In Honour of Harry Dalziel (A Personal Tribute)

For me it is an honour and a privilege to have met Harry Dalziel personally and to be forever indebted to his memory for a noble and gracious act of care and concern for a family that at the time carried the stigma of being regarded as enemies of our country.

My parents migrated to Australia in 1928.  At the time there were 4 Children, I being the youngest and only 1 year old on arrival in this new land of opportunity. Not only was Germany crippled by the war of 14 -18, but its aftermath proved even more disastrous: huge reparations demanded by the victors, the virtual shut-down of all heavy industries, unstable government, massive levels of unemployment and finally, total economic collapse. All this forced my parents to the conclusion that there was little hope for a growing young family and so came to Australia to take up dairy farming on the Darling Downs.

For a number of reasons my mother never really accepted Australia as her new home. Firstly, the farm we were led to purchase was small and sadly under-productive. Then followed in succession the Depression years, a crippling drought and World War ll.

While we were struggling for survival in the 1930s, our relatives in Germany were able to paint an extravagant picture of a revitalised nation under Hitler's Nazi rule. My mother especially wanted to go back.

The outbreak of war then was a further blow to her hopes, and our whole family soon faced a new problem. Though previously honoured and respected, we became, in the eyes of some, at least, 'hated Germans'. Though we knew nothing of the disastrous philosophy that underlined Nazism, my mother in particular rather unwisely let her pro-homeland feelings get the better of her. We children used to joke about it but soon realised the potential seriousness of the situation when a carload of Security Officers arrived from Brisbane to search our whole place. They had received reports that we were in possession of secret documents from Berlin giving plans on sabotage activities, as well as having a radio transmitter by which we were relaying military secrets to off-shore Japanese submarines.

It was, of course, totally untrue, and we tended to find it rather amusing. When, however, another car-load arrived some months later we knew we were in trouble. Increasing numbers of German origin and suspected of German sympathies were being interned, and we resigned ourselves to the fact that this could well happen to us. Therefore when the Police arrived early one afternoon we expected that our time had come. To our surprise it was only mother who was given half-an-hour to pack a suitcase and say goodbye. The police even refused to go one mile out of the way to enable her to bid farewell to her 3 children at school. The youngest was 5 years old. They did not see their mother for almost 3 more years.

We never held it against the authorities, or our country as such. lt was wartime and national
security was paramount. It did hurt us, however, to have a mother separated from her young family and we could never quite see how this could possibly support the war effort.

It was some two years later that Harry Dalziel touched our lives in a warm and very wonderful way. We had many friends in our country community,  and we were especially close to the Jensen family. It so happened that Harry's second wife, Elsie, was a niece of Mrs Jensen.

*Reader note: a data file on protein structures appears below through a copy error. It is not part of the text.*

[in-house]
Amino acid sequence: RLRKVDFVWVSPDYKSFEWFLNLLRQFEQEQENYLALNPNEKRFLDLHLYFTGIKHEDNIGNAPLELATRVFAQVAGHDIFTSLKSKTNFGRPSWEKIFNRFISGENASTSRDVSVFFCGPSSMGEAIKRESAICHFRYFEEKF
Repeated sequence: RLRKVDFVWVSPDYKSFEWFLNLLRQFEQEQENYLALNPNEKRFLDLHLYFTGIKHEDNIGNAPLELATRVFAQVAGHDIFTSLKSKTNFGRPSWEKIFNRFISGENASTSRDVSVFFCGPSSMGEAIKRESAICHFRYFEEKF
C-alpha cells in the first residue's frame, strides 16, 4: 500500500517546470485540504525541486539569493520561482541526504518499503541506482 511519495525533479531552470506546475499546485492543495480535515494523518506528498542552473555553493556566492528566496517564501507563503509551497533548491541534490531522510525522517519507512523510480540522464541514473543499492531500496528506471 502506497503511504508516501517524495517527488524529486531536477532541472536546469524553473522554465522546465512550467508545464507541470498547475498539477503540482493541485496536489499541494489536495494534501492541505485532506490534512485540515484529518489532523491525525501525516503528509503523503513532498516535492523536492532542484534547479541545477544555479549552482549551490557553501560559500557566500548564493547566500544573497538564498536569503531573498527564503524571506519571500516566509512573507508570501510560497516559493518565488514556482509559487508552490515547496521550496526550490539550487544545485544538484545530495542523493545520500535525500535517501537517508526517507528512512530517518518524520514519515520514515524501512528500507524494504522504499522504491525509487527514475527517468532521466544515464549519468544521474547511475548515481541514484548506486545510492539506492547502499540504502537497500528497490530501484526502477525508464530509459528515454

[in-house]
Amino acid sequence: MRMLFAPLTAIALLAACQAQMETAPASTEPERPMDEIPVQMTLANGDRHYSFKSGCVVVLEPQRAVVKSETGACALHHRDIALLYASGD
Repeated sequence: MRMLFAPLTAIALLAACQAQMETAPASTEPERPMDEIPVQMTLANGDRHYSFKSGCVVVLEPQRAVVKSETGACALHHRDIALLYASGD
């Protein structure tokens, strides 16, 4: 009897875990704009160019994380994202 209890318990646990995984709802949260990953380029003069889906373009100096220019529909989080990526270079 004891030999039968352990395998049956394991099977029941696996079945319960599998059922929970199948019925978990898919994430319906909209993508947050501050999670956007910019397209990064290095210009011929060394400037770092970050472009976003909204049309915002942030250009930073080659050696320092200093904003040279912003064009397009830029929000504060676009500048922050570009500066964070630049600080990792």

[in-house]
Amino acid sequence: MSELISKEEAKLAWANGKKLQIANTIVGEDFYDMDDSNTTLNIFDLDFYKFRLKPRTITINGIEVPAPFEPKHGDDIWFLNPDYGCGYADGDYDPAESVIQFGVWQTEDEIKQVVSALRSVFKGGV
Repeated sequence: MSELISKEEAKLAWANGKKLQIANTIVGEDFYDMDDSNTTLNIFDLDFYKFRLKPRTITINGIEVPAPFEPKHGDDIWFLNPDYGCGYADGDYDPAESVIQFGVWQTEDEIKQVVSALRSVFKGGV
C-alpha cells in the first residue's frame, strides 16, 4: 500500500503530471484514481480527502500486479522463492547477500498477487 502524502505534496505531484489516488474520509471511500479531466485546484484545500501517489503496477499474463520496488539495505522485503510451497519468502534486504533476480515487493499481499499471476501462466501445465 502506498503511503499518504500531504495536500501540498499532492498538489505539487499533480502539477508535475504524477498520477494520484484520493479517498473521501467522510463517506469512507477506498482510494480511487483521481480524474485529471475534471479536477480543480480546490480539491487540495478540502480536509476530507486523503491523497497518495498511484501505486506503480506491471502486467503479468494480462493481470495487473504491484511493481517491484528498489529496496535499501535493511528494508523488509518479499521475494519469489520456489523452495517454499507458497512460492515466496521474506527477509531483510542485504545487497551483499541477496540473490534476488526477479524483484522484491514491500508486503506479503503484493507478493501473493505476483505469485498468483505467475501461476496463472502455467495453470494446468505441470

Travelling was not easy in those days, especially due to petrol rationing so it was quite an occasion when Harry and his wife visited the Jensens and stayed a few days. lt was here that I met him personally and recall him as a quietly-spoken, unpretentious kind of person who never sought to impress by the fact that he was a VC winner. lt did impress us, however, to know that we were in the presence of a real-life hero, as well as to see the all too obvious evidence of some of the massive wounds to his head, and wonder how he could possibly have survived.

While at the Jensens he heard of our family's situation and determined to do something about it. While he said nothing to us and made no promises, on his return to Oxley he immediately composed a letter to the Head of National Security in Canberra requesting my mother's release, adding that he would accept personal responsibility for our integrity and ongoing loyalty to Australia.

We knew nothing of this at the time so you can imagine our immense joy to receive the news, barely a month later, that mother was coming home. We were overwhelmed, and virtually stood in awe of this rather smallish, unassuming man, firstly to realise the high regard our country has for its VC winners, and the virtual authority that goes with it.

To us as a family, however, there was the far more overwhelming realisation that here was a man who would have had far more reason to turn away from us. After all, he and my father fought against each other in World War l, yet he was the one who had compassion on us and reached his hand across the barriers of enmity and put his own status and integrity on the line for us. Harry Dalziel really was our 'Good Samaritan' as in the story Our Lord gave us.

Harry, we honour you and will never forget what you did for us!

Reinhard Mayer
40 Ormond Road Oxley 4075

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